As bioluminescence ( Greek βιός BIOS 'and' Life in Latin lumen , light ') is in biology refers to the ability of living organisms, or with the help of symbionts to produce light. In the case of highly organized organisms, light is often generated in special luminous organs , in eukaryotic single cells in special organelles and in bacteria in the cytoplasm . It is based on chemical processes in which released energy is given off in the form of light, so it is chemiluminescence . A distinction is made in bioluminescence between primary and secondary lighting . The normal case is the primary glow in which an animal is able to glow by itself. If the glow is caused instead by symbiotic bacteria, such as B. known from fish, one speaks of secondary glow.
Bioluminescence can have several functions:
- Attracting prey or partners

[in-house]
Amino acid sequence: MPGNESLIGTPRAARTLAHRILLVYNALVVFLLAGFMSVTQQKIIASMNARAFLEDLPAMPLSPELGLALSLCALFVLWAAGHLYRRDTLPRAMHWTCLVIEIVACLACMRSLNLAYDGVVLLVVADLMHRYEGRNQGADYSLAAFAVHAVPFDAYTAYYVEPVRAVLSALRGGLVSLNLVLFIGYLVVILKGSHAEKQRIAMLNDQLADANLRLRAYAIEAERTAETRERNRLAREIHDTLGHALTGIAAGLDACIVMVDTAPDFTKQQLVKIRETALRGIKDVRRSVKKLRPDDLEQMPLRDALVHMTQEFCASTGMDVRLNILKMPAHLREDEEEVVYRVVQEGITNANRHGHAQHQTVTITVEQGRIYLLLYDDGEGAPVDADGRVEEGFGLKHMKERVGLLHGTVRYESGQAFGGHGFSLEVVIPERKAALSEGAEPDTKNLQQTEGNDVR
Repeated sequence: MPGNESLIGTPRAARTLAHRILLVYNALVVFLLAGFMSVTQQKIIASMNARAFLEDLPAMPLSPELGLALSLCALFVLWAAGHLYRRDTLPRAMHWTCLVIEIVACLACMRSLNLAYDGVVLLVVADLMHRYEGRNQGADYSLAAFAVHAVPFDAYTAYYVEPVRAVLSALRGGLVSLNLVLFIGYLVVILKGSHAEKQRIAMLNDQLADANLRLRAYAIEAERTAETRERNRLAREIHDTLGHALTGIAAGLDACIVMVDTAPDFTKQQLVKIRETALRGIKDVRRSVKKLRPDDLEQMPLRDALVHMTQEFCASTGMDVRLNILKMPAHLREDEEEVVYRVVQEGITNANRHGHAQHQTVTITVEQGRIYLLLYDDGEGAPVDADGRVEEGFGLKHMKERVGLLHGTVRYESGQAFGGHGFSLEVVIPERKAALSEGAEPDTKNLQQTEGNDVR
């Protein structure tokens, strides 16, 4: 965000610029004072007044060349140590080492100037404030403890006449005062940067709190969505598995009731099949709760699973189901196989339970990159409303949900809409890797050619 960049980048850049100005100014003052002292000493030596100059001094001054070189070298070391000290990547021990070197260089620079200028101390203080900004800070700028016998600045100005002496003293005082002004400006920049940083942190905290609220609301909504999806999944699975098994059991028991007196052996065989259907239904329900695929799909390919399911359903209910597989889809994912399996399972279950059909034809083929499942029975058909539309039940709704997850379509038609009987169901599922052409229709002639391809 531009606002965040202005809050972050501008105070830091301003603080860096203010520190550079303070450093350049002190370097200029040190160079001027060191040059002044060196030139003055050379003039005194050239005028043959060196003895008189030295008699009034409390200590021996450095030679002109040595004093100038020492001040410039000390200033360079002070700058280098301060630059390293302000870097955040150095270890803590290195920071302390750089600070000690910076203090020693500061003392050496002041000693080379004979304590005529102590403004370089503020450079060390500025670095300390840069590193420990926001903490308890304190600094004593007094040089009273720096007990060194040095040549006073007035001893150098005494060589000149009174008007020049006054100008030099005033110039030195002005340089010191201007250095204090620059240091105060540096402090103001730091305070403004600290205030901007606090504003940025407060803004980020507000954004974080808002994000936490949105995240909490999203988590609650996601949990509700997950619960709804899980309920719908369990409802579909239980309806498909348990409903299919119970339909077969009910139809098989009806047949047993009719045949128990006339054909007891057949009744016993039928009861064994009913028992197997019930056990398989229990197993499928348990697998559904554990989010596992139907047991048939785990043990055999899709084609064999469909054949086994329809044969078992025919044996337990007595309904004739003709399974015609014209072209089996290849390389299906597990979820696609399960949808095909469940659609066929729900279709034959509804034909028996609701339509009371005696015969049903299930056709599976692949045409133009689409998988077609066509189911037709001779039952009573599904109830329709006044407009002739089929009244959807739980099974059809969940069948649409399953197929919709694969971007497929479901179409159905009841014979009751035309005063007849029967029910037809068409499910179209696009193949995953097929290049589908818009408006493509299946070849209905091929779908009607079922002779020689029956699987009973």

- Warning or threatening function
- Deterrent or distraction function
- Camouflage by adapting your own light to the light of the surroundings
|rich||primary or secondary glow|
|Animals (multiple tribes )||primary glow ( only secondary glow in vertebrates )|
|Mushrooms (few species)||primary glow|
|higher plants||no glow|
|Protozoa (some)||primary glow|
|Bacteria (few)||primary glow|
Bioluminescence is particularly widespread among marine life, especially in the deep sea (up to 90 percent of deep sea organisms), but also in coastal waters (around five percent). Various cephalopods such as Vampire squid ( Vampyroteuthis infernalis ), the magic lamps ( Lycoteuthis ) and other squid (Teuthida) euphausiid ( krill , Euphausiacea), luminescent jellyfish ( luminescent jellyfish Pelagia noctiluca , Aequorea victoria , helmet jellyfish Periphylla periphylla ), polychaete ( Polychaeta ) as Eusyllis blomstrandi in the Helgoland Felswatt ( Helgoland ), the Chaetopterus variopedatus , which lives hidden in the sand, and the free-swimming Tomopteris helgolandica , corals such as Renilla reniformis and various deep-sea fish . Among the nudibranchia , sea-living nudibranchs, there are also several bioluminescent species, such as B. Plocamopherus imperialis and Phylliroe bucephalum .